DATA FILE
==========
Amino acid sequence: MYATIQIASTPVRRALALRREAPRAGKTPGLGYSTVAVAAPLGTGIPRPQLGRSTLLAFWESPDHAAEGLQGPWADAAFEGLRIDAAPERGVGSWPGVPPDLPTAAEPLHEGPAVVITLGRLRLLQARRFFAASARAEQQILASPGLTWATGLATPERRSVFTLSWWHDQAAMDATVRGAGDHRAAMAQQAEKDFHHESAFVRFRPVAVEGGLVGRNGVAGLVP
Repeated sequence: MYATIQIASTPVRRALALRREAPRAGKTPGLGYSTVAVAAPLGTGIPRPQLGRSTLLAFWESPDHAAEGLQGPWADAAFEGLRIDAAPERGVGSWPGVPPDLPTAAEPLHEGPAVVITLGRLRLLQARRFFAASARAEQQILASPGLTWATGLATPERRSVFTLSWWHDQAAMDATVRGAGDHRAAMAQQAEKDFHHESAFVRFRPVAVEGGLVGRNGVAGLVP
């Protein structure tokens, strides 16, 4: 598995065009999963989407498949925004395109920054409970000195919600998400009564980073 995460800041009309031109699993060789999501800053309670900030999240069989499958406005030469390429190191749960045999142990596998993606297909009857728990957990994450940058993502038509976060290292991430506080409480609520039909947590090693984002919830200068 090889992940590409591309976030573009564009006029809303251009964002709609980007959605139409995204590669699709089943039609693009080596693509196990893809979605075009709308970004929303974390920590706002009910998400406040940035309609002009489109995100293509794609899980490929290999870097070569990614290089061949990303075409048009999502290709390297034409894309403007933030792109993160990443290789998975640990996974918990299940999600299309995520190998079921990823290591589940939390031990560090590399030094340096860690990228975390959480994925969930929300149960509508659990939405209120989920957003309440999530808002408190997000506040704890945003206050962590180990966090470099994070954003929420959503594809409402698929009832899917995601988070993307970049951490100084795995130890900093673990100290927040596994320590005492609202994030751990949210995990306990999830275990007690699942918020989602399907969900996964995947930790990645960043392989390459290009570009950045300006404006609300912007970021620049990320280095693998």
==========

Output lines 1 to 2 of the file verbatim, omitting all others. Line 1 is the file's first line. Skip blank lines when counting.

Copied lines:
Amino acid sequence: MYATIQIASTPVRRALALRREAPRAGKTPGLGYSTVAVAAPLGTGIPRPQLGRSTLLAFWESPDHAAEGLQGPWADAAFEGLRIDAAPERGVGSWPGVPPDLPTAAEPLHEGPAVVITLGRLRLLQARRFFAASARAEQQILASPGLTWATGLATPERRSVFTLSWWHDQAAMDATVRGAGDHRAAMAQQAEKDFHHESAFVRFRPVAVEGGLVGRNGVAGLVP
Repeated sequence: MYATIQIASTPVRRALALRREAPRAGKTPGLGYSTVAVAAPLGTGIPRPQLGRSTLLAFWESPDHAAEGLQGPWADAAFEGLRIDAAPERGVGSWPGVPPDLPTAAEPLHEGPAVVITLGRLRLLQARRFFAASARAEQQILASPGLTWATGLATPERRSVFTLSWWHDQAAMDATVRGAGDHRAAMAQQAEKDFHHESAFVRFRPVAVEGGLVGRNGVAGLVP